How To Get Through Days When You Can’t Fight Parkinson’s Anymore

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Illustration from Parkinsonsdisease.net

Originally published by Parkinsonsdisease.net By Sharon Krischer · November 19, 2020

We have all been there. After a bad night you give up and drag yourself out of bed. It’s 4:30am. Yes, 4:30! You are restless and you just have to get out of bed. You know you should exercise, but that is the last thing you feel like doing. You stay in your nighttime pajamas because you just don’t feel like getting dressed.

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Tennis Anyone?

I played tennis for the first time in almost a year this week. First, my regular game for the past 25 years temporarily fell apart when one woman left the group and another was on the disabled list for 2 months. By the time she was ready to return, we were on lockdown for COVID 19 and all of the tennis courts were closed.

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I started playing golf last spring with my husband at the golf club we belong to and now it is a running joke that I have played more golf there in the last 6 months since the golf course re-opened than I had in the previous 35 years we have been members. I have taken a few lessons, got new clubs to replace my Neanderthal clubs and get out on the course with Mr. Twitchy about once a week. I found that I usually fall apart after playing 6-7 holes. I would suddenly get tired and it would be harder to concentrate. I would forget how to swing the golf club and my shots went all over the place.

Running out of energy

Back to tennis this week. We had a tennis clinic with one of the pros at the club and then played doubles. I was surprised that my game was better than I thought it would be after such a long time. And then, after about 1 hour and 15 minutes, my legs suddenly turned to jelly and moving was getting harder and harder. The only thing I had in my bag was a small box of mints. I downed about 1/2 of them and the sugar helped me survive the last 15 minutes of the game. The tennis pro suggested that I keep power bars or something in my bag for times when my energy level drastically drops.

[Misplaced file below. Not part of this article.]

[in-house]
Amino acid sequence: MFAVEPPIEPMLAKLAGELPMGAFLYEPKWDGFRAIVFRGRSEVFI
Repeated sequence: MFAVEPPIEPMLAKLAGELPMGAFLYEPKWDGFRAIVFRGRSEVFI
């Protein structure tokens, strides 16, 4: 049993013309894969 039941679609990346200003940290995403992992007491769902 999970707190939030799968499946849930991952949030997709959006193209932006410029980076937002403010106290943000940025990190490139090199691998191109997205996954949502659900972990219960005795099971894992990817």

This energy drop is consistent with what I have noticed over the years. Because of Parkinson’s, I will suddenly become so tired that I cannot move, like I did playing tennis. This will happen at any time, not just with sports. We can be spending an evening with friends and Mr. Twitchy, who often sees it coming before I do, tells the other people we are with that I am “melting” and it is time to take me home.

This morning, we went to play 9 holes of golf, and sure enough, my game started to fall apart on about the 6th hole. Concentrating was becoming difficult and I could not hit the ball. Fortunately we were close to a spot on the golf course were I could get a snack. Within minutes I started playing better again.

Snacks are a good thing

The bottom line is that for me, I need to keep some kind of snacks nearby when I am playing tennis, golf or any activity that goes on for several hours. I have to be able to recognize when I start to fall apart and get something to eat before I start having real problems. When I was a teenager, my grandmother used to say that I would get really quiet when I needed to eat. Now, with Parkinson’s, I not only get quiet, but it becomes harder to move and to concentrate on anything. The energy drop is faster and much more dramatic. Hopefully, by recognizing this I can be much more pro-active so that I can keep my energy levels more even throughout the day.

It is an easy fix for an annoying problem. Too bad something this simple doesn’t work for our other PD symptoms.